For me the Highlight or should I say the Lowlight of the city tour was the war museum, not because it was bad or boring but because it was so touching. By the time I came out, I was in tears; the poor people of Vietnam have gone through such hell. America has a lot to answer for with their use of Agent Orange and napalm. Absolutely heartbreaking, and yet they bear no malice. Vietnamese people are friendly, always smiling and very welcoming and hospitable, they are fiercely proud, patriotic, and tough; one cannot help but fall in love with them.
Street food is the way to eat not only in Vietnam but also in most countries in Asia. The local population do not seem to cook at home, so buying food from street vendors is the way to go, and the food is delicious if one can get past the hygiene. The best food we had in Asia, i.e. China, Vietnam and Thailand was from street vendors and street side restaurants. A street side restaurant is an informal restaurant set up on the sidewalks. They put up a tarpaulin and bring out a few plastic tables and chairs. They cook the food on LPG cookers on the pavement right in front of the patrons. In addition, they don’t have anything like liquor licenses, (What’s that? They ask) they serve a variety of different local beers with your meal. It is wonderful. Moreover, there are hundreds of these street side restaurants all over to choose from all specializing in one type of meal or another.
The tunnels of Củ Chi are an immense network of connecting underground tunnels located in the Củ Chi district of Ho Chi Minh City (Saigon), and are part of a much larger network of tunnels that underlie much of the country. The Củ Chi tunnels were the location of several military campaigns during the Vietnam War, and were the Viet Cong’s base of operations for the Tết Offensive in 1968.
The tunnels were used by Viet Cong guerrillas as hiding spots during combat, as well as serving as communication and supply routes, hospitals, food and weapon caches and living quarters for numerous guerrilla fighters. The tunnel systems were of great importance to the Viet Cong in their resistance to American forces, through which they secured an American withdrawal from Vietnam and ultimate military success. (ex Google)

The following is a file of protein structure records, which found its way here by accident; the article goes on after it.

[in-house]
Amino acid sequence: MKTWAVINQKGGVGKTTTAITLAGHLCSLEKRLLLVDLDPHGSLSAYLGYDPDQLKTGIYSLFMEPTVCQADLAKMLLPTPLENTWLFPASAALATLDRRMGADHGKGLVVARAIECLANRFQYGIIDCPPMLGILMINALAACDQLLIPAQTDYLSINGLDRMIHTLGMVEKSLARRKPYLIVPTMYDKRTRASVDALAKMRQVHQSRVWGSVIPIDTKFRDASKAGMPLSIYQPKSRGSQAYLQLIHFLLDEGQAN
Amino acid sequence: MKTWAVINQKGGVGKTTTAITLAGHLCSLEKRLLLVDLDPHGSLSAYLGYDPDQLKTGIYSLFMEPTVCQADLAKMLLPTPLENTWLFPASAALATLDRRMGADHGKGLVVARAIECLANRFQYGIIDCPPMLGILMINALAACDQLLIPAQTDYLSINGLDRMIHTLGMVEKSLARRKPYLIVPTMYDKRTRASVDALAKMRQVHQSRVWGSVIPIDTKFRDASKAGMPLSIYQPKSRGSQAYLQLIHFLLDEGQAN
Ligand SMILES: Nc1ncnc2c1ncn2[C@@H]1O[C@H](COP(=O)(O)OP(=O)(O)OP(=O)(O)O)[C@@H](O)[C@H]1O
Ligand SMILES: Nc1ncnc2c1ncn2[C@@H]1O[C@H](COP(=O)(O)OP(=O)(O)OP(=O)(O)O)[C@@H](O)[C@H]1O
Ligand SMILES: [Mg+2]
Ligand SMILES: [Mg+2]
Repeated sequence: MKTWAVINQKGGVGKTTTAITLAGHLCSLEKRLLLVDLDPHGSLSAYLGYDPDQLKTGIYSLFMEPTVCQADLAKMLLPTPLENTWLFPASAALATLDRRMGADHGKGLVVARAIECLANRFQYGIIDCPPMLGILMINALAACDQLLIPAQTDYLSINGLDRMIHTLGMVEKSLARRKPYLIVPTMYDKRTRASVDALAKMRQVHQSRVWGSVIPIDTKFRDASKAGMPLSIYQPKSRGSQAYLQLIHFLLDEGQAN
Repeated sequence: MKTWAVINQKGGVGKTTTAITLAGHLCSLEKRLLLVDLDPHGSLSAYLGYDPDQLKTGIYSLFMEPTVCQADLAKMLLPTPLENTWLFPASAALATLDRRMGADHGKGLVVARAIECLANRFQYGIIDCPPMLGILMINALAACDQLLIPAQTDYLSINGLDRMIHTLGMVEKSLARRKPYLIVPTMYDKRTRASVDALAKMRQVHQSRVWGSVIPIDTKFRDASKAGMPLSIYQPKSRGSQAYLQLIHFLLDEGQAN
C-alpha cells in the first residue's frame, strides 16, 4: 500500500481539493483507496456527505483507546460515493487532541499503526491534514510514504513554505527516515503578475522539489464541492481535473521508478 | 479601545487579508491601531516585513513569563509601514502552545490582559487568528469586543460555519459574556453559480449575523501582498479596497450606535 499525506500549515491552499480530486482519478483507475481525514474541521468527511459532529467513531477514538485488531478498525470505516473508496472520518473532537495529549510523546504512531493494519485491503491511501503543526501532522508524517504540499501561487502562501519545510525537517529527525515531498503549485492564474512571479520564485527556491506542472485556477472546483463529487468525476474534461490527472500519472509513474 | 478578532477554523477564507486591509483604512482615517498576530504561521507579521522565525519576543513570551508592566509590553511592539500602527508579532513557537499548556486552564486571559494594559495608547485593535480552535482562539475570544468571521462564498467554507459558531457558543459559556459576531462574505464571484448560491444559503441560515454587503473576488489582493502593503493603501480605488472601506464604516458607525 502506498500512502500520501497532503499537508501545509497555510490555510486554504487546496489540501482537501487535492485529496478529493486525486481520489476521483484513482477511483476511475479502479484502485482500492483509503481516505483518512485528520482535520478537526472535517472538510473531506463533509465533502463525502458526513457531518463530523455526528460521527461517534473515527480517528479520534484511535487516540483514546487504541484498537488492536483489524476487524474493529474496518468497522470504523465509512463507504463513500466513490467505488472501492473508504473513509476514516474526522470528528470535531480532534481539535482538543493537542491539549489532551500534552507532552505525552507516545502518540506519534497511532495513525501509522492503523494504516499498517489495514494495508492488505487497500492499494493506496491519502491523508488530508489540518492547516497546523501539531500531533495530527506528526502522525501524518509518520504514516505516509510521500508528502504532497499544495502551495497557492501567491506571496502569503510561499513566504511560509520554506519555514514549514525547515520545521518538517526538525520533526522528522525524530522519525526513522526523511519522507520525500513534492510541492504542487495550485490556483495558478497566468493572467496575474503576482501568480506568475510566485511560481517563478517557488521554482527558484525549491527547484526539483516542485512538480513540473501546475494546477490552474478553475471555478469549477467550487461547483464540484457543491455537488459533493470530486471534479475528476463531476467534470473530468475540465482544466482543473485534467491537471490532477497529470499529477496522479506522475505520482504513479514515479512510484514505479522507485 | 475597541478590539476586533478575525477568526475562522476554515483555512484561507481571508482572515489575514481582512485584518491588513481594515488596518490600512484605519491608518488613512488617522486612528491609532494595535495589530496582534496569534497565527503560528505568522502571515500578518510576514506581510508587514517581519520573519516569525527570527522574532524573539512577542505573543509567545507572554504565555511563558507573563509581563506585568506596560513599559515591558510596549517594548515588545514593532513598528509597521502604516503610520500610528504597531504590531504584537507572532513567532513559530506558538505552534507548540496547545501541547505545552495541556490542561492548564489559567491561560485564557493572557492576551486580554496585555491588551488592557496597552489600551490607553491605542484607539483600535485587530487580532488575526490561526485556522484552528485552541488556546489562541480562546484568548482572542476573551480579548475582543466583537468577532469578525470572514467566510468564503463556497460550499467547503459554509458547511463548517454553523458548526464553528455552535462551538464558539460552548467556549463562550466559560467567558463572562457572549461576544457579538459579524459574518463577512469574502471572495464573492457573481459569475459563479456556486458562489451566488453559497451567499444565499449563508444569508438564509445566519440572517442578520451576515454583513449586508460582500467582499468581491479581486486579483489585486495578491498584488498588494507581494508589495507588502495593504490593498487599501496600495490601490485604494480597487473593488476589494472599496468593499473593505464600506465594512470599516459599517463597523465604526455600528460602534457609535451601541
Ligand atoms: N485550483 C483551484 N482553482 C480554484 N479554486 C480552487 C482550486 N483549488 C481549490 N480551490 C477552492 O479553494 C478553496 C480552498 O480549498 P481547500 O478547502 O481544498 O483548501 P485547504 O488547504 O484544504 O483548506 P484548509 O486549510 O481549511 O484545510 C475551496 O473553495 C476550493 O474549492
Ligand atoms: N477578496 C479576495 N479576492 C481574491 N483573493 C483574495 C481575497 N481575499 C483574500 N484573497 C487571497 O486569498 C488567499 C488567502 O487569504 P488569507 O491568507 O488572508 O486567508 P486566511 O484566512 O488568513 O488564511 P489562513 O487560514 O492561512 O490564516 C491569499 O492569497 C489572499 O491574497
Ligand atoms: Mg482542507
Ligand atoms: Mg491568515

Right next door to the tunnel area where we visited is a shooting range where one can try out all the old war weapons, such as AK47’s MMG’s as well as throw hand grenades. The noise was deafening, with the rat-a-tat of machine gunfire and the explosion of hand grenades adding to the atmosphere. It reminded me so much of my stint in Angola in 1976. I went into one of the tunnels, crawled about 50 metres before I got claustrophobic, and had to get out quick. The smell of the cordite and explosives was pretty eerie, again the experience brought a huge lump to my throat. The Vietnamese people as well as the young American soldiers must have had it hard in those days.
We also went up the Mekong Delta, which was very interesting and very beautiful. The Mekong is a subsidiary of the Saigon River. It is hard to believe that only 40 years ago they were in the middle of one of the bloodiest wars in history and have no bitterness towards the Yanks.
Another place of interest, which we visited, was a place called Mui Ne. Mui Ne is a seaside resort and quite amazing, with beautiful white beaches and hundreds of fancy resort hotels and hostels, a real holiday paradise attracting thousands of young yuppies from the UK and Europe. It is supposed to be the Kite Surfing capital of the world. We spent two day there and enjoyed it a lot but preferred the authentic Vietnamese culture in Ho Chi Min. I suppose that that kind of resort town is good for Vietnam as it attracts a lot of Western tourist who have money so it helps build up their poor economy.
Anyway, friends, that is about it, I highly recommend Asia as a tourist destination, generally most of Asia is cheap, with the exception of Japan, which I believe is a bit pricey.
Many people asked me if I liked Saigon and Vietnam, my answer has to be…
I FUCKING LOVED Saigon and Vietnam.
Watch this space for more exciting theories on whether Life is…
I love family holidays, and the family holiday, which we have recently been on, must be up there as one of the best of my lifetime.
Our eldest son Brad and his lovely partner Denise tied the knot in London on August 13th and he gave us the choice of going to London for the wedding, which he said, would be a low-key affair or meet with the rest of the family in Koh Samui in Thailand. After some thought and discussion with the rest of the family, we decided to choose the latter.
With Evan studying in China it was logical to meet him there and do some touring, his knowledge of Mandarin, made Evan a perfect tour guide and we had an amazing time in China.
We visited Shanghai, Hangzhou (where Evan attends the Zhejiang University) and Beijing, all of which we found to be not only fascinating but beautiful too. Each city has its own unique fascination. We did the usual tourist visits like the Riverbanks and French concession in Shanghai, as well as the Propaganda museum and enjoyed the ballroom and Chinese line dancing on street corners in the evenings. Westlake with its beautiful “Three Pools Mirroring the Moon Island”, the Botanical Gardens in Hangzhou, as well as Evan’s Uni (Zhejiang University). We also stayed in the Student hostel where Evan lives. We partook in a sample of Hangzhou’s nightlife but at our age, we didn’t do much of that.
The bullet train trip from Hangzhou to Beijing was quite remarkable; the distance between the two cities is 1320 km. The trip including a few stops on the way took us just under six hours, which is an average of over 200 km per hour; at times, it reached speeds of 360kph.